Monday, March 27, 2017
   
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The timeless beauty of jazz raises thousands for refugees

View photos by Brett Delmage of this event

For two hours on Sunday afternoon, Southminster United Church was filled with the timeless beauty of jazz – to help those in desperate need.

Dominique Forest and eight other musicians donated their musical performances to help raise $3772 for Ottawa Centre Refugee Action. ©Brett Delmage, 2016

Twelve Ottawa jazz vocalists and instrumentalists performed to support the work of Ottawa Centre Refugee Action (OCRA), which is helping families fleeing war and crises to resettle here. The concert raised a grand total of $3,772 through ticket sales, donations, CD sales, and a plant and bake sale outside the church.

OCRA organizer Angela Keller-Herzog told the audience that OCRA had committed to support 37 refugees, of which 27 (mostly from Syria and Iraq) had so far arrived. The concert proceeds would be applied to the $50,000 they still need to raise in order to finish this work, she said.

Omar Jammeh, who arrived a month ago in Ottawa after escaping discrimination in Gambia, expressed his deep thanks to the OCRA volunteers who had helped him – especially dealing with the shock of below-freezing temperatures at the end of April. “I've met so many beautiful people.”

On this Sunday afternoon, Ottawa was swelteringly hot – and there was competition from the Ottawa Race Weekend and other events. But the concert still attracted about 120 people, who listened attentively and applauded vigorously throughout.

The house band of three veteran Ottawa jazz instrumentalists – Mark Ferguson on piano, John Geggie on double bass, and René Lavoie on flute and tenor sax – opened the show with the standard “I Remember April”, given an upbeat rendition with Lavoie's soaring flute lines, Ferguson's sparkling piano, and Geggie's emphatic bass lines.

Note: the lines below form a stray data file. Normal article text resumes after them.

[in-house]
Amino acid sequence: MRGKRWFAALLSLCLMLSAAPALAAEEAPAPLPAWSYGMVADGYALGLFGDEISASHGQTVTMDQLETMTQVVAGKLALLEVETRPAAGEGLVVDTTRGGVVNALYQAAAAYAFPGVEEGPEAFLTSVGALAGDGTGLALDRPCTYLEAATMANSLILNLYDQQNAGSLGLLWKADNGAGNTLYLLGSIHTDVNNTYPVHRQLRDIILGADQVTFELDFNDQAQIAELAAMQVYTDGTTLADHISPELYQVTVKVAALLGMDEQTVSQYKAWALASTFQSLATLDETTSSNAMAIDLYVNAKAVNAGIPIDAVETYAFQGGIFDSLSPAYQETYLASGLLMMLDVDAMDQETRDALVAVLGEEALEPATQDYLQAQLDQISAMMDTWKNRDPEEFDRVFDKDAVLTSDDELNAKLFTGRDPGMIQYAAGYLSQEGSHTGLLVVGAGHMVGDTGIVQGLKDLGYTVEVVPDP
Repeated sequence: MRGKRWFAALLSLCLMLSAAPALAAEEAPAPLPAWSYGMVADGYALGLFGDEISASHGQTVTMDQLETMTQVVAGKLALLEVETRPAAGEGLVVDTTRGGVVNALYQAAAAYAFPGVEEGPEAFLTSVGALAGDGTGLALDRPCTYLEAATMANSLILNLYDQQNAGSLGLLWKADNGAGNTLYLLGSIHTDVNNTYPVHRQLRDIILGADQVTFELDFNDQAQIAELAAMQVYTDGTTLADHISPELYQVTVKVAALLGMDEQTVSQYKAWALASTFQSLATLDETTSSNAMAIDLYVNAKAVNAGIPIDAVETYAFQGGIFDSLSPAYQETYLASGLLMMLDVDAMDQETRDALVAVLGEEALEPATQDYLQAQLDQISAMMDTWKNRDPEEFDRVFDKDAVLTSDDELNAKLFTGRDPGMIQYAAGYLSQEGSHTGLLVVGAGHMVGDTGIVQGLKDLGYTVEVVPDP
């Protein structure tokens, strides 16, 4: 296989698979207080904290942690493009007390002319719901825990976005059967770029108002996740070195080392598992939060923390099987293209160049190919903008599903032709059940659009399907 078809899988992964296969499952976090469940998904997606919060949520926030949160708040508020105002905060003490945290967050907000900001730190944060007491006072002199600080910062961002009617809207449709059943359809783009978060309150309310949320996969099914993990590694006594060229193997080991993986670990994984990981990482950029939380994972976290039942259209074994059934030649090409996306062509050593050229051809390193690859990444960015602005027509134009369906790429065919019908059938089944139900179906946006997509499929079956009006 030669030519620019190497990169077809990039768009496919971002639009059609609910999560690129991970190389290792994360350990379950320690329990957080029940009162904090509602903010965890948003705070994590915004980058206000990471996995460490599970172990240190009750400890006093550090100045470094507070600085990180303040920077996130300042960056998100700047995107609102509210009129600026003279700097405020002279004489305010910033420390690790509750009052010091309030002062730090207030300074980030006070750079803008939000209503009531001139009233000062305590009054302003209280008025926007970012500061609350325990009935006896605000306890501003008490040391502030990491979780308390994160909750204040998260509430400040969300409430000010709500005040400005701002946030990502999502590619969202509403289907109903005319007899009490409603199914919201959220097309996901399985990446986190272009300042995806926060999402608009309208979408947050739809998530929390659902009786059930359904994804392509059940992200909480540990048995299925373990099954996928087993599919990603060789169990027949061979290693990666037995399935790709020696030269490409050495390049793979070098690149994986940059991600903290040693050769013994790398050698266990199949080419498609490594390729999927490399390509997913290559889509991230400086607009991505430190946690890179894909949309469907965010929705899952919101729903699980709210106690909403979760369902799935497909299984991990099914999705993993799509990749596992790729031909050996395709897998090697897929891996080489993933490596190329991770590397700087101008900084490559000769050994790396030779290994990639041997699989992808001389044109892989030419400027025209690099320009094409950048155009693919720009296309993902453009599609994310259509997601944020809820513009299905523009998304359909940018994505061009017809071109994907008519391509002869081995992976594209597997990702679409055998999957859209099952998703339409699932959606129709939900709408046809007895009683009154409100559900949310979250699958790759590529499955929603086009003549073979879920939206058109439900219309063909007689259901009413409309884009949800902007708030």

Then the vocalists took over, with varied contributions from Karen Oxorn, Dominique Forest, Sharon Timmons, Nicole Ratté, the Juliet Singers, and Geri Childs. Highlights of the concert included a romantic and warm “I've Got It Bad and That Ain't Good” sung by Oxorn; Forest's ardent rendition of “God Bless the Child”, sung from the heart; and Ratté's smiling version of “You Must Believe in Spring”, sung in the original French, followed by Bill Evans' sweet paean to childhood, “Waltz for Debby”.

The Juliet Singers (Rachel Beausoleil, Kathleen Eagan, Elise Letourneau) sang the theme from “Alfie”, from their recent Burt Bacharach tribute concert, in three-part harmony, their voices melding and then separating to deliver the langorous and wistful lyrics – accented by occasional tenor sax lines. They followed that with the bright and sassy “Farmer's Market”, featuring lots of scatting.

Guitarist Roddy Ellias went in a completely different direction. His duet with Geggie began with a completely improvised piece, created in that moment – which he said would be inspired by imagining what it would be like living in a country like Syria where you have to escape. It was a quiet, sad piece, featuring long deep lines on bowed bass and resonant, sparse guitar notes. It segued into one of Ellias' favourite tunes, the expressive and fluid “Domino”, which he learned from his mentor, Montreal jazz guitarist Nelson Symonds.

Vocalist Geri Childs thanked all the friends who worked with her to organize the concert over several months. She closed the show with a delicate version of Antonio Carlos Jobim's “Dindi”, followed by a swinging “Centrepiece”, featuring a bright, inflected guitar solo from Ellias.

It was a well-organized show, kept on-time by MC Ken Rockburn because the church was only available for a limited period of time. It showcased the musical strength of Ottawa's jazz scene – and its generosity.

    – Alayne McGregor

View photos by Brett Delmage of this event

Read the OttawaJazzScene.ca article about this show: This Sunday: discover jazz vocalists and support refugees .